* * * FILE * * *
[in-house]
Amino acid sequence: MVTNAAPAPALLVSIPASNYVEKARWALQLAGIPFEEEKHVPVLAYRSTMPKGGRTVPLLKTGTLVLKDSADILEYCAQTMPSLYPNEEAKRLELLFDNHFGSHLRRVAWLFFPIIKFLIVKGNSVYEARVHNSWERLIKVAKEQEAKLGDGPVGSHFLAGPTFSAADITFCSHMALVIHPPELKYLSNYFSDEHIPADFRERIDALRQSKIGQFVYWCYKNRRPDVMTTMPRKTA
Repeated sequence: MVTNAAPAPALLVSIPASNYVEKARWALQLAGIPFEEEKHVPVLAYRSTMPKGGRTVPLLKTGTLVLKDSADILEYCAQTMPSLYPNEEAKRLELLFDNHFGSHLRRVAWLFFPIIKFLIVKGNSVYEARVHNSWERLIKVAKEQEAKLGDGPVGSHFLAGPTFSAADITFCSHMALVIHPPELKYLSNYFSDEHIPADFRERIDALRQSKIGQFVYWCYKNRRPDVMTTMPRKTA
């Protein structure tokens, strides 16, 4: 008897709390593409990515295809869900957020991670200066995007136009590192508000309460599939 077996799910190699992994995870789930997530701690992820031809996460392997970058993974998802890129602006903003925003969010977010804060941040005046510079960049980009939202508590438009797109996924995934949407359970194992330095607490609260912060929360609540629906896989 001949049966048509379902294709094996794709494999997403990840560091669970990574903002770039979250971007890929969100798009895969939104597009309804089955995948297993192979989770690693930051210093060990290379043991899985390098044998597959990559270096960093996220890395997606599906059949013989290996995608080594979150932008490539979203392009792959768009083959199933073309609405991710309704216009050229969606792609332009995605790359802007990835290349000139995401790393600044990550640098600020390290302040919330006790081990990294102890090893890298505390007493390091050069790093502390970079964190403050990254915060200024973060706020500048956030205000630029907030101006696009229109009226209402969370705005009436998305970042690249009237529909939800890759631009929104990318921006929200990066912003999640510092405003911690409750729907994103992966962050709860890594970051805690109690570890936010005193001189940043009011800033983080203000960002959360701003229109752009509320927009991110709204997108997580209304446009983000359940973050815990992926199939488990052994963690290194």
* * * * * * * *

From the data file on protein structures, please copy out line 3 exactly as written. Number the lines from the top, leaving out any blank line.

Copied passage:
Repeated sequence: MVTNAAPAPALLVSIPASNYVEKARWALQLAGIPFEEEKHVPVLAYRSTMPKGGRTVPLLKTGTLVLKDSADILEYCAQTMPSLYPNEEAKRLELLFDNHFGSHLRRVAWLFFPIIKFLIVKGNSVYEARVHNSWERLIKVAKEQEAKLGDGPVGSHFLAGPTFSAADITFCSHMALVIHPPELKYLSNYFSDEHIPADFRERIDALRQSKIGQFVYWCYKNRRPDVMTTMPRKTA